Connected to those on-line courses I am taking is a conversational network as part of the course. One of the assignments was to talk briefly about ourselves and our reason for signing up for the course. There were several teachers that wrote something similar to this.
“Our grade school and middle school has little to no computing. We have had difficulty getting keyboarding taught below high school level. This is a great concern to me since our students will need to take tests on the computer or a tablet starting next year. The younger students need to have the ability to type on a keyboard so that they can show what they really know.
Our Kindergarten through third graders usually use the computer to reinforce math and reading using programs and games. Our third through eighth graders are supposed to have some keyboarding instruction each year. However, I teach all freshmen a required course of one semester of Keyboarding and one semester of Computer Concepts. Most of these students come into my class with little or no instruction in keyboarding. Unfortunately, that means I need to break bad keyboarding habits. This is very difficult to do. The Computer Concepts class includes basics of Word, Excel, PowerPoint, Publisher, and PhotoStory. I am very glad to have the opportunity to teach all freshmen this required course. I know many schools do not have this as a required course. It’s vitally important to give our students an opportunity to learn Microsoft programs that they will use throughout high school.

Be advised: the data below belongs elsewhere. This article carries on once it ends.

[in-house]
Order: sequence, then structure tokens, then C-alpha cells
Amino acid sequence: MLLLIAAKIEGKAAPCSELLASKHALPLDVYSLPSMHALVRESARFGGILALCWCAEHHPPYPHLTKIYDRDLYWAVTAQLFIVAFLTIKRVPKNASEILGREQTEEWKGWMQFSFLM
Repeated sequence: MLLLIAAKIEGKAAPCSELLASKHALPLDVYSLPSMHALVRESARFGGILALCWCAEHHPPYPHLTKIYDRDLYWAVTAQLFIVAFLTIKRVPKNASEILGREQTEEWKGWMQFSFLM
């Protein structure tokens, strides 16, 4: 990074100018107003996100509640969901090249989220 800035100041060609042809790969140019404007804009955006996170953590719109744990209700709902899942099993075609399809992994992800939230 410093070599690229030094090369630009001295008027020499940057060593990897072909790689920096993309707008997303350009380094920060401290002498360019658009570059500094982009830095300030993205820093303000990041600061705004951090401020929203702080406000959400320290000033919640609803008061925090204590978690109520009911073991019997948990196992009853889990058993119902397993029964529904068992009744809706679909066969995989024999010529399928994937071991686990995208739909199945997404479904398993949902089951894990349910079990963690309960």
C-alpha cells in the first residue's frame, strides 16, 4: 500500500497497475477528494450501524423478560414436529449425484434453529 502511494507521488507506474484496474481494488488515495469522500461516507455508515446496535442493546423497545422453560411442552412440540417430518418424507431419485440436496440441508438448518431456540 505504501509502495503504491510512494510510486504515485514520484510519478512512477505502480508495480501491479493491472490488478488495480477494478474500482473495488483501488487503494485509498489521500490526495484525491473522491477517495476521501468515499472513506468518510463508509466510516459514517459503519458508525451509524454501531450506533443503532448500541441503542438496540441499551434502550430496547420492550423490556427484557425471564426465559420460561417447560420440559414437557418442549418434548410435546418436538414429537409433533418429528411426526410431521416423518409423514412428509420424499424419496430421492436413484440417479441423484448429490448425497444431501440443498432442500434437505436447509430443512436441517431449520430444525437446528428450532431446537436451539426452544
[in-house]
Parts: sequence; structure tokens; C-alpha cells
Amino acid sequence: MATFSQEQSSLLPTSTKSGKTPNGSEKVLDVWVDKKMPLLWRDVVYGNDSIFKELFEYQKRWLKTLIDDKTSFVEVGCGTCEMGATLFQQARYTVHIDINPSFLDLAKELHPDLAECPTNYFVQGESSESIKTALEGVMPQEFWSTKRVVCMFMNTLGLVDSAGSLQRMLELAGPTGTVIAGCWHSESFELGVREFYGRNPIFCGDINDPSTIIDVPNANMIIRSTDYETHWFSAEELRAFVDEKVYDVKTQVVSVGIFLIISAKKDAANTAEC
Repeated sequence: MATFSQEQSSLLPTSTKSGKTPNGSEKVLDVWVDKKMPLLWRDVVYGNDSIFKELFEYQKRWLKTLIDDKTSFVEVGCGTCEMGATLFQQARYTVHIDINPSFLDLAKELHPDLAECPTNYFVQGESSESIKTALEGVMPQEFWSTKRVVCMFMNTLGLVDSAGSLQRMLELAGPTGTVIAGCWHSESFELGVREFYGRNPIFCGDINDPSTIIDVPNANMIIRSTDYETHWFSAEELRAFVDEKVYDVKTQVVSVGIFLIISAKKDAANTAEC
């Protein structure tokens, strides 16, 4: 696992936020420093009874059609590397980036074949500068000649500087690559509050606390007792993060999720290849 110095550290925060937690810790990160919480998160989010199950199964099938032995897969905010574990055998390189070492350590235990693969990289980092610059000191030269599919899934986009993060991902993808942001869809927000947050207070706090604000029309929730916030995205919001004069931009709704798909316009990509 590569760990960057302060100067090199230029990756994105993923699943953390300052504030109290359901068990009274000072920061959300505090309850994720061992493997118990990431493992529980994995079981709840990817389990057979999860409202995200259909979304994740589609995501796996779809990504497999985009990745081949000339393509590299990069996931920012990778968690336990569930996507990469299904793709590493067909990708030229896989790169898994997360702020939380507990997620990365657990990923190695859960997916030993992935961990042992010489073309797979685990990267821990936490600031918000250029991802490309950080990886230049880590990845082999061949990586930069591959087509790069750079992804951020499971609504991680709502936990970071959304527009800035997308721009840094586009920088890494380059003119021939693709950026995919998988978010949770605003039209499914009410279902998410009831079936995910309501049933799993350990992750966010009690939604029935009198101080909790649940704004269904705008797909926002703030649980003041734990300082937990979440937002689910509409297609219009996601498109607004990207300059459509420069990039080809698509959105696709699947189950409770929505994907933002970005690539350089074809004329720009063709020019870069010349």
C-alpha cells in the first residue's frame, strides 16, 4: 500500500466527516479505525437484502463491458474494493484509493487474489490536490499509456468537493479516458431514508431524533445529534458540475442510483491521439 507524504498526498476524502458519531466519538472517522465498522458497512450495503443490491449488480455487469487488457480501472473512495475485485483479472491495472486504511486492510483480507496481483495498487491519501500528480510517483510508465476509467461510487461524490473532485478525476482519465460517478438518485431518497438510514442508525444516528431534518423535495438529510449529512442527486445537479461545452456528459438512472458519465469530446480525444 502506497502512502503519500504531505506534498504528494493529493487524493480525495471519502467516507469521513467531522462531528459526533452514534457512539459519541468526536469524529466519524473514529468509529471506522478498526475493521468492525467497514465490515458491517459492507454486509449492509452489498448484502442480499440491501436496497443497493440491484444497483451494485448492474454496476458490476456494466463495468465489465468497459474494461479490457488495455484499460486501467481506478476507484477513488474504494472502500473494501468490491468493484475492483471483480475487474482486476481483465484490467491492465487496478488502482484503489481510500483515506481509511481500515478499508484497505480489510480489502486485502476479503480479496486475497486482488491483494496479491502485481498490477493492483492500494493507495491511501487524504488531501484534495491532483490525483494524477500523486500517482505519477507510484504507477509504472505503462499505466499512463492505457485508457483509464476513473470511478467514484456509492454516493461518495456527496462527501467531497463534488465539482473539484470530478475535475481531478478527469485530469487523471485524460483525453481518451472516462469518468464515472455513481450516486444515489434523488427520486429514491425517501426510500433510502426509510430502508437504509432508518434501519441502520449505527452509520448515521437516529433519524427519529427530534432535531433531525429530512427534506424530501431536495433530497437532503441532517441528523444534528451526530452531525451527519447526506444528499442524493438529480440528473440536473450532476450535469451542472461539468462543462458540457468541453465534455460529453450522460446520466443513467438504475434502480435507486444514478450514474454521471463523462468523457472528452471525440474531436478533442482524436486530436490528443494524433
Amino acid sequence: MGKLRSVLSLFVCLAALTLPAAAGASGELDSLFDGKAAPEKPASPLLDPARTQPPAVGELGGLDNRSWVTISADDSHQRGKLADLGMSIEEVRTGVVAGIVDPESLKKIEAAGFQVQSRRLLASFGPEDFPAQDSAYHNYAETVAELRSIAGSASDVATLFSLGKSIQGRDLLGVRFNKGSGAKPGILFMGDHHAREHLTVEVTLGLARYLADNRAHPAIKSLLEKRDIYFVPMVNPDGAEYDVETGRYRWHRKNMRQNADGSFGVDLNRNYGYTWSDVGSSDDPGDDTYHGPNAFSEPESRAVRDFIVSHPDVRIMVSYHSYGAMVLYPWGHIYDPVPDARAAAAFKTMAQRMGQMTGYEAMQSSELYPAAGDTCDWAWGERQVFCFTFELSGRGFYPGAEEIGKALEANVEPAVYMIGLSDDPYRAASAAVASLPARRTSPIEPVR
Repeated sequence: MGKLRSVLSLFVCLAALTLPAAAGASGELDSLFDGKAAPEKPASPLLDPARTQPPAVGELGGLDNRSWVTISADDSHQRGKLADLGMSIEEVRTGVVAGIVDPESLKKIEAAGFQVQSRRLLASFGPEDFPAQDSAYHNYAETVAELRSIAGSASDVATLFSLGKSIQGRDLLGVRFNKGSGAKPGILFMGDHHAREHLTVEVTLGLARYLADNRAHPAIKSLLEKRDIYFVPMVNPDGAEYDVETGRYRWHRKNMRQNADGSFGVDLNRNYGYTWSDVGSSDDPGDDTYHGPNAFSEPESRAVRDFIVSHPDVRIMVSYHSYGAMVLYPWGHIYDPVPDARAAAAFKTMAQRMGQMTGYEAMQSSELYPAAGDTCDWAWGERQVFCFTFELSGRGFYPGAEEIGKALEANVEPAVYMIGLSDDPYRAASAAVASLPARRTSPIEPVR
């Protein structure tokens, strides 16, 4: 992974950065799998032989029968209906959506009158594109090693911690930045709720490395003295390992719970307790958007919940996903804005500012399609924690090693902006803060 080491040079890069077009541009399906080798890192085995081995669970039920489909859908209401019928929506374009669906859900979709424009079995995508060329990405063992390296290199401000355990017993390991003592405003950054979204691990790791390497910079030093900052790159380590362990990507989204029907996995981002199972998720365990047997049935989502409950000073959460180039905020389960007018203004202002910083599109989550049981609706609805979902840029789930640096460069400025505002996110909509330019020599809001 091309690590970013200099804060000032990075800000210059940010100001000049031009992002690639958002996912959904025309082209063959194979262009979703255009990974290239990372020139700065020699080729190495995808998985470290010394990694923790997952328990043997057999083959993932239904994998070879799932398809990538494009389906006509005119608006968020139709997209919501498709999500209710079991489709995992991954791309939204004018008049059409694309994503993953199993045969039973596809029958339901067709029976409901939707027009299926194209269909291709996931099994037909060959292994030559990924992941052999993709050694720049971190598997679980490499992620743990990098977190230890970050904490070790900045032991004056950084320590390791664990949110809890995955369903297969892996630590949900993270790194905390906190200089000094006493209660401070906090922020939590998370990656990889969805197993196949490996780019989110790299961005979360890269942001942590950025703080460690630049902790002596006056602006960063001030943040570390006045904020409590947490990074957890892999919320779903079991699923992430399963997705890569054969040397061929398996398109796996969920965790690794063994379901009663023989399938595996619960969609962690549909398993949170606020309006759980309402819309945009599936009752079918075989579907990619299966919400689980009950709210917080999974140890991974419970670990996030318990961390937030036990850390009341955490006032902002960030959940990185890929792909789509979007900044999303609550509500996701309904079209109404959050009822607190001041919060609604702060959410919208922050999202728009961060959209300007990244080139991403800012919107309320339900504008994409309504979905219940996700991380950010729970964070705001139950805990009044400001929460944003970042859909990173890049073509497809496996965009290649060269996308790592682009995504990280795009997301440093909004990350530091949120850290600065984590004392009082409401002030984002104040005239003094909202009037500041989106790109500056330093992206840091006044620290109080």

I would like to offer computer programming as enrichment to my high school students. It is difficult to find the time to do this, though, with all the other requirements for each class. “
The scary part is I bet many public schools in the US are like this. Do schools like this actually believe they are preparing their students for the future? Why is it teachers like this have to fight uphill for change by building enrichment courses on their own time? The administration should recognize their curriculum is 40 years out of date and be demanding teachers instigate computer education into the curriculum, K-12.
In this same direction one of the senior tech at one of the smaller local schools quit last week and found a new job immediately with a larger school. He quit because the school board he worked for was convinced pencil and paper was as efficient as a computer. Board members also would not bother to learn to use Drop Box for board business. The board told the principal that he was “too enthusiastic about technology and no longer fit in with the goals of the school”.
Could these instances be exceptions? From what I read and see around me I do not think it is. It is stories like this that make me fear that the US is going to fall behind nations that have accepted technology and CS education.